The Taliban-led administration in Afghanistan signed its first international contract last Thursday to extract oil from the northern Amu Darya basin as the beleaguered group seeks to increase revenue.
The agreement with a subsidiary of China National Petroleum Corporation (CNPC), was inked in Kabul in the presence of Chinese Ambassador to Afghanistan, Wang Yu, and the Taliban’s Deputy Prime Minister for Economic Affairs Mullah Abdul Ghani Baradar
The pact will “strengthen Afghanistan’s economy and increase its level of oil independence,” Baradar said at the signing. Wang, whose country does not recognise the Taliban government, said the 25-year contract will support Afghanistan’s push for self-sufficiency.
Xinjiang Central Asia Petroleum and Gas Co. will invest as much as $150 million in the first year and $540 million over the subsequent three years to explore five oil and gas blocks, said Shahabuddin Delawar, the acting minister of mines and petroleum. The blocks are located in a 4,500-square-kilometer (1,737.5 square mile) area in northern Afghanistan.
The militant group will earn 15% royalty fees from the 25-year contract. Daily oil production will start at 200 tons and gradually rise to 1,000 tons. The five blocks are estimated to hold 87 million barrels of crude oil, according to a previous survey.
The company, known as CAPEIC, will also build Afghanistan’s first crude oil refinery, Delawar said. If it failed to meet all the contract obligations within a year, the contract would be terminated, he added.
CAPEIC’s parent CNPC was awarded the same projects in 2011 by the previous US-backed government, but the deal was scrapped years later by former president Ashraf Ghani due to delays and lack of progress in work.
The Taliban have regarded the restart of this project as significant as so far investments have been coming from private or individual entrepreneurs, said Raffaello Pantucci, a senior associate fellow at the Royal United Services Institute in the UK.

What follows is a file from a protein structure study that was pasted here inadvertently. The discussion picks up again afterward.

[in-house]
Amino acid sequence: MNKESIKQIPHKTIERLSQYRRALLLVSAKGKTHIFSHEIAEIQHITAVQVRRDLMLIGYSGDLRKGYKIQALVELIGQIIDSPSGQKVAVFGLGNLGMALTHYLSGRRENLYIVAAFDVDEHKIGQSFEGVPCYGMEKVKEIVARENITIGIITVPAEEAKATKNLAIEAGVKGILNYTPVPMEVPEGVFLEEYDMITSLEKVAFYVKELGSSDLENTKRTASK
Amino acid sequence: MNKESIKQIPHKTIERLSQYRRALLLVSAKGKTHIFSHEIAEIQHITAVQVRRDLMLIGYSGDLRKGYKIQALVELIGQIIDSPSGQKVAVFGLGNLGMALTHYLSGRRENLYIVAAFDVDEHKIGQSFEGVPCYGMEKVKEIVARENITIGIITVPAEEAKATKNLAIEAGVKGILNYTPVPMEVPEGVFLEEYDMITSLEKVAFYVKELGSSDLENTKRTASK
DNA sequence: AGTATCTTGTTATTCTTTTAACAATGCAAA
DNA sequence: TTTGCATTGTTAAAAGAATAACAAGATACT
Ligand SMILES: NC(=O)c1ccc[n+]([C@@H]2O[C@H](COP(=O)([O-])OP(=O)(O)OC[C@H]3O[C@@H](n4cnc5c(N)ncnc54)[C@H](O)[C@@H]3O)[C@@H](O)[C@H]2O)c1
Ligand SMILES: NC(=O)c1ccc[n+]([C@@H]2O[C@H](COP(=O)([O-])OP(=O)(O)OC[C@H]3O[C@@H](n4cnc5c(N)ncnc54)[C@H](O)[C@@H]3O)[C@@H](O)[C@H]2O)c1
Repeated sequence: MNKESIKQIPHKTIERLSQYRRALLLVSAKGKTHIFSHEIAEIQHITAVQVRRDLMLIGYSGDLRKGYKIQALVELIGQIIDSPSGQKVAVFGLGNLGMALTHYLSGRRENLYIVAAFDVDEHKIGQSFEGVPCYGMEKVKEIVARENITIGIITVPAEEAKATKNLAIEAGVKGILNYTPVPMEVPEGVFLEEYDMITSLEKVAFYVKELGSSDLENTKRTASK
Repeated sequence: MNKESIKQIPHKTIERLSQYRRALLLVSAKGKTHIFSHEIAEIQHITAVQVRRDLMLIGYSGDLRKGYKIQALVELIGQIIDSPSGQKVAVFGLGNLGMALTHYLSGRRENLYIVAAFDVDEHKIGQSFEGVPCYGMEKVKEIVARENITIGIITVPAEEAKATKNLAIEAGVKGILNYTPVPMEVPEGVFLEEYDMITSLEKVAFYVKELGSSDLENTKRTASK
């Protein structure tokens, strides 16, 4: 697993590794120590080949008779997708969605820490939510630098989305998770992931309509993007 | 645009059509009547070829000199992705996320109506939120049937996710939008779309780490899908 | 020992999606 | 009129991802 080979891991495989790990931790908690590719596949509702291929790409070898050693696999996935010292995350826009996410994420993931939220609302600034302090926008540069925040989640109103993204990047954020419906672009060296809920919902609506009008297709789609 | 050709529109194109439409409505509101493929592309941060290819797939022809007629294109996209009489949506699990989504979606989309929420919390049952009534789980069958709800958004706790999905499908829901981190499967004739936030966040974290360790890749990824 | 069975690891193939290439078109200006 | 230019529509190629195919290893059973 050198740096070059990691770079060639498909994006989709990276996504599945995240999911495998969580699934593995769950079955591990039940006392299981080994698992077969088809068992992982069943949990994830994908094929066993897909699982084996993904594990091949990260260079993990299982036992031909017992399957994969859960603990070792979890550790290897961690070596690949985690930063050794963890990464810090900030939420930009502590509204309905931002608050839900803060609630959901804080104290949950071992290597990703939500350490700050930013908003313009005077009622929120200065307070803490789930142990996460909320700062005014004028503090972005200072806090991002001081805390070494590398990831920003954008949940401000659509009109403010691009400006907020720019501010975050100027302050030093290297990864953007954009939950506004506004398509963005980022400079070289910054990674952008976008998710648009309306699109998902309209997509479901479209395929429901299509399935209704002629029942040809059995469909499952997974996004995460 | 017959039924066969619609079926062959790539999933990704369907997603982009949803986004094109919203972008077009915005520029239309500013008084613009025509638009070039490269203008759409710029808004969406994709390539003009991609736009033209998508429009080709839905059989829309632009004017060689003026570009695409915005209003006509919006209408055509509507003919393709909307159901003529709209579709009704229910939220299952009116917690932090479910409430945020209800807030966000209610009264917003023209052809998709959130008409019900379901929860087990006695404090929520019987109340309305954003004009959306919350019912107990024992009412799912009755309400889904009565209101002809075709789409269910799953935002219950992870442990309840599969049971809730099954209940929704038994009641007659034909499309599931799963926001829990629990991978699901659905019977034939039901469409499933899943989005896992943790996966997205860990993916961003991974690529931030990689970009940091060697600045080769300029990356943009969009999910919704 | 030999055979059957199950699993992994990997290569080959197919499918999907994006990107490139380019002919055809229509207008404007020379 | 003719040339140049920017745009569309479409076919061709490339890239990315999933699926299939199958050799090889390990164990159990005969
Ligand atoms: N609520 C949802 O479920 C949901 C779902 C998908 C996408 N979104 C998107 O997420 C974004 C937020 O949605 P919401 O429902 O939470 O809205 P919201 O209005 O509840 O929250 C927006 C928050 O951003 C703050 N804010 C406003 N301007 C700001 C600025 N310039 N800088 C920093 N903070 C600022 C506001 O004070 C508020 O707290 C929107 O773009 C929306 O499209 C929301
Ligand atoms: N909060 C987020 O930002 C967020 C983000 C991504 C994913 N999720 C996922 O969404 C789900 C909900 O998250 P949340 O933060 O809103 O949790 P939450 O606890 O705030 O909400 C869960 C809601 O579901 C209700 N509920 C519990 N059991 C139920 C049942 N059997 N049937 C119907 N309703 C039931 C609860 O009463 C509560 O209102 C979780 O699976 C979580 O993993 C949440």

“This contract is clearly quite significant for the cash-strapped Taliban because they’ve been desperate for this kind of investment,” he said. “Strategically, this isn’t going to be a game changing oil commitment for China as it’s a relatively limited opportunity.”
The Taliban have harboured hopes for China to boost investments in the country’s rich resources, estimated to be $1 trillion. The militant group sees the investments as a way to fix an economy that’s nearly collapsed after international aid, accounting for 40% of the nation’s gross domestic product, was halted following the chaotic withdrawal of US troops in 2021.
However, attacks by the Islamic State group in Afghanistan, such as the one that targeted Chinese businessmen and executives in a hotel last month, have made China wary on investing. Then there’s also the presence of the East Turkistan Islamic Movement, a Xinjiang-based separatist group, that’s kept Beijing rather cautious.
Before CNPC came into the picture, Metallurgical Corp. of China Ltd. won almost a $3 billion bid in 2008 to mine one of Afghanistan’s largest copper deposits in Logar province, but it never made headway due to a series of delays mostly to do with security concerns. The Taliban say they are renegotiating the contract.
The Taliban have repeatedly asked international companies to invest in Afghanistan’s natural resources, even though it has drawn widespread international condemnation for its rules barring women from education and jobs. China has consistently said it will never interfere in the country’s affairs.
Although no nation has officially recognised the Taliban government, China, Russia, and Pakistan have maintained close political and economic ties. Afghanistan consumes 1.3 million tons of fuel annually, imported mostly from Uzbekistan, Turkmenistan and Iran.